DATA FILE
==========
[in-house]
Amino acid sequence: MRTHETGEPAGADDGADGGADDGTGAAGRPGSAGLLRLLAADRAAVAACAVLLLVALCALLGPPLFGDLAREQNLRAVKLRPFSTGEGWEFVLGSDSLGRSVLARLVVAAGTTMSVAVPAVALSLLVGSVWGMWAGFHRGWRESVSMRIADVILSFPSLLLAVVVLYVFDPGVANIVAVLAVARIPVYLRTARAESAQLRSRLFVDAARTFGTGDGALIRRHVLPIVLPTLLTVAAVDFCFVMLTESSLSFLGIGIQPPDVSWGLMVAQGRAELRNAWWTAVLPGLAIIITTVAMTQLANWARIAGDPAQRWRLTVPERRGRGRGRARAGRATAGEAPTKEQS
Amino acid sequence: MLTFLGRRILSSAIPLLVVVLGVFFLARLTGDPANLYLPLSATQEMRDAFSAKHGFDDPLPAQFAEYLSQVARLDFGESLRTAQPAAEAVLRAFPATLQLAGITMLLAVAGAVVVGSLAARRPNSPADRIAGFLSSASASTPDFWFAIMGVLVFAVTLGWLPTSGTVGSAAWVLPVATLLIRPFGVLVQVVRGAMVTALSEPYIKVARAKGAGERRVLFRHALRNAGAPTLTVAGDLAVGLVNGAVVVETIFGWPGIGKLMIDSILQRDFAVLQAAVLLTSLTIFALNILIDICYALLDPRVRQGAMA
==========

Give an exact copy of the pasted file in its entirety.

[in-house]
Amino acid sequence: MRTHETGEPAGADDGADGGADDGTGAAGRPGSAGLLRLLAADRAAVAACAVLLLVALCALLGPPLFGDLAREQNLRAVKLRPFSTGEGWEFVLGSDSLGRSVLARLVVAAGTTMSVAVPAVALSLLVGSVWGMWAGFHRGWRESVSMRIADVILSFPSLLLAVVVLYVFDPGVANIVAVLAVARIPVYLRTARAESAQLRSRLFVDAARTFGTGDGALIRRHVLPIVLPTLLTVAAVDFCFVMLTESSLSFLGIGIQPPDVSWGLMVAQGRAELRNAWWTAVLPGLAIIITTVAMTQLANWARIAGDPAQRWRLTVPERRGRGRGRARAGRATAGEAPTKEQS
Amino acid sequence: MLTFLGRRILSSAIPLLVVVLGVFFLARLTGDPANLYLPLSATQEMRDAFSAKHGFDDPLPAQFAEYLSQVARLDFGESLRTAQPAAEAVLRAFPATLQLAGITMLLAVAGAVVVGSLAARRPNSPADRIAGFLSSASASTPDFWFAIMGVLVFAVTLGWLPTSGTVGSAAWVLPVATLLIRPFGVLVQVVRGAMVTALSEPYIKVARAKGAGERRVLFRHALRNAGAPTLTVAGDLAVGLVNGAVVVETIFGWPGIGKLMIDSILQRDFAVLQAAVLLTSLTIFALNILIDICYALLDPRVRQGAMA